Based on the information gathered during the financial underwriting process, the insurer will decide whether to approve the application, deny coverage, or offer a policy with modified terms (e.g., higher premiums). Applicants at higher financial risk may face increased premium rates or be ineligible for specific policies.

During the underwriting process, it's essential to provide accurate and honest financial information, as any misrepresentation can lead to the denial of a claim later on if the policy is issued based on false information.

How to prepare for the underwriting process

During the financial underwriting process for a life insurance policy, applicants must provide various documents to help the insurer assess their financial risk and eligibility. The documents requested may vary based on the insurance company's policies, the type and amount of coverage being applied for, and the applicant's circumstances. 

However, here are some standard documents that are often requested during the financial underwriting process:

Life insurance application: The application form will require personal and financial information, such as name, age, gender, address, income, assets, and debts.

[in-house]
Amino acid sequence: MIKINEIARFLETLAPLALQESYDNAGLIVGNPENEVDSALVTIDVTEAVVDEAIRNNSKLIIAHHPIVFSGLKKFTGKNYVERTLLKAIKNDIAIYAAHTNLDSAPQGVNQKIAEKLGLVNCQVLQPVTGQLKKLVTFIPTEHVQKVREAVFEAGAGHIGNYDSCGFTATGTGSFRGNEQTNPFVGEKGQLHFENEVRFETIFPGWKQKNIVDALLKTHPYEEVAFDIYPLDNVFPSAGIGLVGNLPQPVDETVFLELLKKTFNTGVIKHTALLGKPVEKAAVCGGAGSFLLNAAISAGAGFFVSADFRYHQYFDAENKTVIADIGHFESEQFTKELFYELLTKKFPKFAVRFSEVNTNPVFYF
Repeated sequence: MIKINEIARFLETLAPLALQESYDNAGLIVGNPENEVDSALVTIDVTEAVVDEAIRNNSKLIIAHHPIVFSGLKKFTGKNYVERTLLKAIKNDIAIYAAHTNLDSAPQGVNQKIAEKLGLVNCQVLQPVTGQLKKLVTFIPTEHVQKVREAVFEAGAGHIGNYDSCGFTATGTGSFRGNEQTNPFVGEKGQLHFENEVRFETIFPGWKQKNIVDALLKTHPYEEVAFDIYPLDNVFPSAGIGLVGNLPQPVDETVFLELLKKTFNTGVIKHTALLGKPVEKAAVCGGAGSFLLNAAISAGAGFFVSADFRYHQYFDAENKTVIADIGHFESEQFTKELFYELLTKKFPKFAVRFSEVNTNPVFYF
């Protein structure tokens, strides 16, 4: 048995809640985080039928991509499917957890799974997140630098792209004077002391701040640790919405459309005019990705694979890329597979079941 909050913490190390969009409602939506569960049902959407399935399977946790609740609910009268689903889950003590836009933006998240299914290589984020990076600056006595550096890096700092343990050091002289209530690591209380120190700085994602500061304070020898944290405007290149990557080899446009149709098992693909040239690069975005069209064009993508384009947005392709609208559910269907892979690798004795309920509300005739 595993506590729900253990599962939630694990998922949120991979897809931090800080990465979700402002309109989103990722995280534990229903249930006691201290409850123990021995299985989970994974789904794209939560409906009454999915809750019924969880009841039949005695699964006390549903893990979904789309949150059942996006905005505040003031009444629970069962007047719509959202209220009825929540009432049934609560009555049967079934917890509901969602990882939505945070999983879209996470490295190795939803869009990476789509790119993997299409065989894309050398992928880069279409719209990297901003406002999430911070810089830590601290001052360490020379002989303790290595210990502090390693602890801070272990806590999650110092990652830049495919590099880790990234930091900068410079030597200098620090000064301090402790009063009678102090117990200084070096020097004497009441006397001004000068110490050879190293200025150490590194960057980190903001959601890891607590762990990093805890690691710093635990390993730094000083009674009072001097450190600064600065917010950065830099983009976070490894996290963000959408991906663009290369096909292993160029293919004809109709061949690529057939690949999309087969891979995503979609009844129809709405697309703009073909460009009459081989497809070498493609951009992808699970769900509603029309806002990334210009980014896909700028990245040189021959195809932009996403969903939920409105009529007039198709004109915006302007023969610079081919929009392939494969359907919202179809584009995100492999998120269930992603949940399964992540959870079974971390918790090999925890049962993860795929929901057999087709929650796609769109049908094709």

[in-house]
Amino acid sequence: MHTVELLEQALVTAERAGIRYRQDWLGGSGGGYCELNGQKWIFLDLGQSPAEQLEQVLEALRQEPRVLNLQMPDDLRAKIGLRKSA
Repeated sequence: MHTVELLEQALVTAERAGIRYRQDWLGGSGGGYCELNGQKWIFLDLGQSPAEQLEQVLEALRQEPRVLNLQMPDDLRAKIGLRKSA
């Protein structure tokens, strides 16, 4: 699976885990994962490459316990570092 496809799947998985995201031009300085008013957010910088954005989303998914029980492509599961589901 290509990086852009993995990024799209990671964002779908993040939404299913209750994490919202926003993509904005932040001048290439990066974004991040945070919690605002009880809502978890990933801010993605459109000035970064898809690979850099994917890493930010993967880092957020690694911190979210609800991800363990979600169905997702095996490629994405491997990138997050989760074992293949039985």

Identification: A valid government-issued ID, such as a passport or driver's license, is typically required to verify the applicant's identity and age.

Income verification: Proof of income, like pay stubs, tax returns, and bank statements, is crucial for assessing the applicant's ability to pay the premiums. 

Employment verification: If the applicant isn’t retired, the insurer may request an employment verification letter or contact the applicant’s employer directly to confirm his or her employment status.

Credit report: The insurer may request access to the applicant's credit report to evaluate their creditworthiness and financial responsibility.

Existing insurance policies: Details of the applicant's other life insurance policies, including face amounts and policy numbers, are generally evaluated.

Proof of insurance interest: At the time of application, there must be proof that the applicant has a legitimate need for life insurance, such as getting married, the birth of children, starting a business, etc. 

Cover letter: While not always a requirement, having a cover letter written by the advisor can help ensure a smooth underwriting process. The advisor will need to include the following:

  • The client’s information like their name, birthday, and residence